Reflexes

Stretch Reflexes Add Power
checking reflexes
checking reflexes

Many athletes and coaches are aware of the stretch reflexes that are built in to the body and have an understanding that the stretch reflex can be used to one’s advantage for speed and power. When quickly bending his or her legs in preparation to jump, the jumper’s patellar tendon is stretched which sends a quick impulse to the quadriceps muscles to contract. The tendon also acts like a rubber band that exerts force to return to its original position after being stretched. The effect of the stretch reflex is to generate added force and power into a person’s ability to jump. If the jumper does not immediately respond to the impulse of the reflex by immediately springing up into the air, the reflex dies and jumping power is lost.

 

 

Jumpers know that if they bend their knees and keep their knees bent a little too long before springing up into the air, they cannot jump as well. You can easily try this out for yourself by starting in a standing position, then quickly descend into a bent knee position and immediately spring up into a jump. After jumping in this manner, compare it with a second jump where a different jumping method is used. For your second jump, start with your legs already bent and hold yourself in the bent kneed position for three seconds. Without dipping down any further, spring up out of that bent knee position that you’ve been holding for three seconds and see what happens to your jumping ability.  Most likely it was much more difficult to generate jumping power when starting from a bent knee position that you had to hold for three seconds. This because the stretch reflex died out before you jumped. The stretch reflex only lasts a split second. You must take advantage of the momentary impulse of power that the reflex provides while the reflex is occurring, not after it has died.

Spiritual Reflexes

What can we learn from the stretch reflex when applying it to the spiritual world? The stretch reflex shows us that there are times when an immediate response is more powerful than a delayed response. When considering a stretch reflex, it’s important to know that it dies out and the tendon conforms to the stretched position rather than to snap back into its original length. Are there things in our spiritual life that need to be reflexive? Is there someone that we reflexively want to help or say a word of encouragement to but we wait a little too long and that reflex dies? Are there times when we reflexively know that something is wrong and need to pull back from it, but we wait a little too long and that reflex dies out making it easier to fall into temptation?

Jesus Obeyed Immediately

I believe that one of the things that made Jesus so powerful in his ministry is that he flowed with his Father and obeyed him immediately. There were times that obedience was a reflex to Jesus and he knew that immediate obedience is more powerful than delayed obedience. We may also receive moments from God where a surge of power goes though us to minister in a certain way and if we simply go with that move of the Spirit while it’s there, the moment is much more powerful than if we delay and try to act after the fact when the power has died out.  I’m not talking about engaging in impulsive behavior based in the flesh or an overactive imagination. We need to experience a genuine touch of God so that we know what a genuine move of God feels like and can differentiate between the real and the imagined. It may take some time to learn this. If our hearts are right, God will be patient and we will learn.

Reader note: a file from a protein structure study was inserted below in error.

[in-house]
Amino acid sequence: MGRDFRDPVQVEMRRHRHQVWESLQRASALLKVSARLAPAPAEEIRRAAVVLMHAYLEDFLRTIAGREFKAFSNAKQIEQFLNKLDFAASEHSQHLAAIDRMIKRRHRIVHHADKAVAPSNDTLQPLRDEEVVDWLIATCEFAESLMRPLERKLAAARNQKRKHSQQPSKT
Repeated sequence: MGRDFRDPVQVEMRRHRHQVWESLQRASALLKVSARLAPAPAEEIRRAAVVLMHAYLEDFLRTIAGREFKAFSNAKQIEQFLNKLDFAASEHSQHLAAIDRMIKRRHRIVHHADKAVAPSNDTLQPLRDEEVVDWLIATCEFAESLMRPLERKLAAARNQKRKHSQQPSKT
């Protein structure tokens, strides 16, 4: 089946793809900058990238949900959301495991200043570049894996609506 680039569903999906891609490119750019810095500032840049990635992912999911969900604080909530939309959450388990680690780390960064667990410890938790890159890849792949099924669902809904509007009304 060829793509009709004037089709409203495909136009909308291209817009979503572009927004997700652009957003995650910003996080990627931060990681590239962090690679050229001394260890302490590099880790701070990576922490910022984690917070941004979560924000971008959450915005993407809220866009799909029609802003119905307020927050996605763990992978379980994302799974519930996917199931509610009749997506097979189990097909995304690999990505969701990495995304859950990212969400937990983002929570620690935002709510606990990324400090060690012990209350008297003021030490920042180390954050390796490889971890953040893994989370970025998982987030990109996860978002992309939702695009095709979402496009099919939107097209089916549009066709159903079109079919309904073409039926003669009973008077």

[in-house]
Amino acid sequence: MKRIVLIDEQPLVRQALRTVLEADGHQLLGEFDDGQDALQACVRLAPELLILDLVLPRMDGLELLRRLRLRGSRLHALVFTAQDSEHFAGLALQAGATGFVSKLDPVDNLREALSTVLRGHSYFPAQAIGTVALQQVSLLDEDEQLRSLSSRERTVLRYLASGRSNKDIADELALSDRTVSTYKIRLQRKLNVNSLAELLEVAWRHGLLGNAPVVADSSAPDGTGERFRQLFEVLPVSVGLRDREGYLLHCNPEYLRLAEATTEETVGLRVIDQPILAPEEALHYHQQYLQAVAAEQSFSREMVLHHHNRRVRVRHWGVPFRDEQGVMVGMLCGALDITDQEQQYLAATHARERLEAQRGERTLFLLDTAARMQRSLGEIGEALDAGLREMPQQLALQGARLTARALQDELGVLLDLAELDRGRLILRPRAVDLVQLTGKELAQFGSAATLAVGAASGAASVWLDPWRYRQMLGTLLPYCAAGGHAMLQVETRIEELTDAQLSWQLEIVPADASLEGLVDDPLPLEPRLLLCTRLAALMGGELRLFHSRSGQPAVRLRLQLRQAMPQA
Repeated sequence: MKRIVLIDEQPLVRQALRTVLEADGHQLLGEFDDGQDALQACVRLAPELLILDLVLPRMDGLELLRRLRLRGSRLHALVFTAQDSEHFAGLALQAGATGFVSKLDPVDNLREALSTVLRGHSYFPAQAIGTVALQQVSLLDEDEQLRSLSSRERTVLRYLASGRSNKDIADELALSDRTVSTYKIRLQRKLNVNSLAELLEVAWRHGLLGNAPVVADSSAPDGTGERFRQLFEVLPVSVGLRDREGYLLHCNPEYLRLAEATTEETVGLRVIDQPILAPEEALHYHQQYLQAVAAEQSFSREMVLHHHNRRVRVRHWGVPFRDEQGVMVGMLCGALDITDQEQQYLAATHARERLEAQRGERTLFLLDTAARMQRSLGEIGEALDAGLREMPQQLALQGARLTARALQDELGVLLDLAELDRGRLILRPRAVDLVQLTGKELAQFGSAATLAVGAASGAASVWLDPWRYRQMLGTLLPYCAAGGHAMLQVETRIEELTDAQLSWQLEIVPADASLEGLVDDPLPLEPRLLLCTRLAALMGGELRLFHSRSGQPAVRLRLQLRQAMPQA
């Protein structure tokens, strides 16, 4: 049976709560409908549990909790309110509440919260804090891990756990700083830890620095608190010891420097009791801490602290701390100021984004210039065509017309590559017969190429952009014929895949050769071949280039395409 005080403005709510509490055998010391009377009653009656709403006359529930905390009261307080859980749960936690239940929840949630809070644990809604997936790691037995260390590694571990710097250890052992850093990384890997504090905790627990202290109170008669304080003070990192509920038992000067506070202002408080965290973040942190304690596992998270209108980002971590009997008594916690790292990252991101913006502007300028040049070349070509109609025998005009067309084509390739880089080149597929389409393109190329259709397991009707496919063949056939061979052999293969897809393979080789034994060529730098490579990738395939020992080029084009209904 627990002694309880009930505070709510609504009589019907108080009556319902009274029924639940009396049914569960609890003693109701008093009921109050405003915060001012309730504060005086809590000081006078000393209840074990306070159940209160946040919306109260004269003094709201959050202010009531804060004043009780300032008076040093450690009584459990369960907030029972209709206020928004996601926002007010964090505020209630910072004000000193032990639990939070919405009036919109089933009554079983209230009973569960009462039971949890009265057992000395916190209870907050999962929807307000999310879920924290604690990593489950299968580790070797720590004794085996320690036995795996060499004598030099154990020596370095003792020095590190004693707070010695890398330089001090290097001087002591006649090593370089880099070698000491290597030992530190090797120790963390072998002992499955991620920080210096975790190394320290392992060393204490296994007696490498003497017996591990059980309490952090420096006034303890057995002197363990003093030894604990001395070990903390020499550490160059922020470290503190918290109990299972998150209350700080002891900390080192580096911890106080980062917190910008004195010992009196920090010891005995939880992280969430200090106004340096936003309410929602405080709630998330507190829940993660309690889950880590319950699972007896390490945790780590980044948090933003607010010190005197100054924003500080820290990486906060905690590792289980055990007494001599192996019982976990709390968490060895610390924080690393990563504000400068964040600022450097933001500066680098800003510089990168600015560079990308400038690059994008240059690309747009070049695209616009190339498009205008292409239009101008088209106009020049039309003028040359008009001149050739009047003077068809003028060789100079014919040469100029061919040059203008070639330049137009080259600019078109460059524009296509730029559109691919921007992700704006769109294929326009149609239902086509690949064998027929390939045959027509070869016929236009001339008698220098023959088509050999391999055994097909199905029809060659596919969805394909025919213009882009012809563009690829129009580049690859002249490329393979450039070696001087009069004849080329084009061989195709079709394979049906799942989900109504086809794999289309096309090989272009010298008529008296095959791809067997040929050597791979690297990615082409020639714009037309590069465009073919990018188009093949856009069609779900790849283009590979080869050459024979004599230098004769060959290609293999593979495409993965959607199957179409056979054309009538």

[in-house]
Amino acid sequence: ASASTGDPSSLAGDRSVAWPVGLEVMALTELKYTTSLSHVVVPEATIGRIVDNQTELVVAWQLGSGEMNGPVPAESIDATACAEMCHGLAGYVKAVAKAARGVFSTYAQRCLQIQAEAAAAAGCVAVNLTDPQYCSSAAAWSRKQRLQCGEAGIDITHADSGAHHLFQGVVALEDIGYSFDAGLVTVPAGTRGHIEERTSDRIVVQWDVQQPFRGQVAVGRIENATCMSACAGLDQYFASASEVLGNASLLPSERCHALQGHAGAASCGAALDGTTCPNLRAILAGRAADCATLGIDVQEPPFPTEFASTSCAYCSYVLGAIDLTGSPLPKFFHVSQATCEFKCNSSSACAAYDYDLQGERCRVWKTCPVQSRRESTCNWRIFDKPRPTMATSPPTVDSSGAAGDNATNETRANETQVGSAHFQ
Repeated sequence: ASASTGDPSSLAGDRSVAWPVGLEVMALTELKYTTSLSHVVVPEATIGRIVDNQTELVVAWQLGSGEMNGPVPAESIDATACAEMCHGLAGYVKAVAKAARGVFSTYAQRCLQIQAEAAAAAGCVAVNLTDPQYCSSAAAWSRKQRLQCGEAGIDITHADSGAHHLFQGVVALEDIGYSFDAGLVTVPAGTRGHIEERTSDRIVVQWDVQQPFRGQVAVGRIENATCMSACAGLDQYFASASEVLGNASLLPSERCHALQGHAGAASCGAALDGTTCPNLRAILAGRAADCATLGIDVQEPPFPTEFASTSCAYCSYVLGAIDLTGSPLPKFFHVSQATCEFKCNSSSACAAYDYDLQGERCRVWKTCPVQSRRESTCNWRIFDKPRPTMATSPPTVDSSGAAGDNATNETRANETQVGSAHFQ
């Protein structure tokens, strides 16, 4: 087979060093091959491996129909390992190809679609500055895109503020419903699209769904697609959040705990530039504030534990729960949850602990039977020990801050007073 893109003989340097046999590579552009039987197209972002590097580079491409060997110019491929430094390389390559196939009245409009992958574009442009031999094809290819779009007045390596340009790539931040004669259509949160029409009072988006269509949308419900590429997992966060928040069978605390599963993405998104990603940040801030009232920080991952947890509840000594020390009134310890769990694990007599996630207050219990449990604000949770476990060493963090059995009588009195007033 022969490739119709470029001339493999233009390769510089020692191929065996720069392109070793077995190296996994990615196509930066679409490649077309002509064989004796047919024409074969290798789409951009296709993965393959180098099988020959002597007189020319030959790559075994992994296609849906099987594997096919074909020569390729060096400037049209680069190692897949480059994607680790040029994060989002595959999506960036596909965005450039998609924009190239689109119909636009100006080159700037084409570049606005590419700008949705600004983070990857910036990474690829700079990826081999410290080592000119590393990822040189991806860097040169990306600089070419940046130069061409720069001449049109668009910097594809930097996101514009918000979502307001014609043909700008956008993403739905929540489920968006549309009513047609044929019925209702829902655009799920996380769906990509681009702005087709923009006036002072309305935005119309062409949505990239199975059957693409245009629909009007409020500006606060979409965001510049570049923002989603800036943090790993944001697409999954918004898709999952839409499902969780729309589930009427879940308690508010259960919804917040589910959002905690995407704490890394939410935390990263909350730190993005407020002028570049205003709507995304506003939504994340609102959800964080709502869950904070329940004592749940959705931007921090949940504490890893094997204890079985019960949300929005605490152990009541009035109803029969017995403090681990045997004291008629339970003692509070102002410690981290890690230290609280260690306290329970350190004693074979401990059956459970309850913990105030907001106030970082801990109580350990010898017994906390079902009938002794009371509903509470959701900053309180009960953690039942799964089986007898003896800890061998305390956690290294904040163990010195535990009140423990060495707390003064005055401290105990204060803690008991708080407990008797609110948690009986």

Denying Sinful Reflexes

We can also look at reflexes from the opposite angle. There may be times when we reflexively move in the direction of a sinful desire.  Being quick to engage in evil empowers that impulse and engages your body, emotions, and mouth before the mind has a chance to evaluate whether the behavior would be beneficial or not. The Bible tells us in 1 Peter 5:8-9, “Be self-controlled and alert. Your enemy the devil prowls like a roaring lion looking for someone to devour. Resist him, standing firm in the faith….” We need to be aware when a sinful tendency is suddenly pulling us in the wrong direction and resist.

Reflexively Flowing with God

One verse that I think describes how God wants our hearts to work is in Ezekiel 36:27 when he prophecies about the New Covenant times that we live in. The verse says, “And I will put my Spirit in you and move you to follow my decrees and be careful to obey my laws.” Ezekiel is telling us that the Spirit of God will move in us to do the right thing. We can learn to reflexively flow with that moving or we can resist, just like we can resist a stretch reflex, or any reflex for that matter. Resisting the Spirit of God is how we quench the Spirit. People who are waiting for God to make revival happen and believe that His Spirit must overwhelm everyone to the point where they are unable to resist the moving of the Holy Spirit, need to understand that God does not usually force people to respond. However, he does move upon people to respond to him and we must yield rather than to resist.

One of the things a great athlete is trained to do is to react quickly and decisively. This can only happen when they train themselves to reflexively respond to a situation correctly, and they correct any reflexive actions that are nonproductive for their sport. We must do the same if we are to move with God to the degree that he desires. “Lord may our spiritual reflexes work like you want them to work and give us the heart, the courage, and the discernment to flow with the impulses of the Holy Spirit rather than to resist you or reflexively respond to our own fallen desires.”

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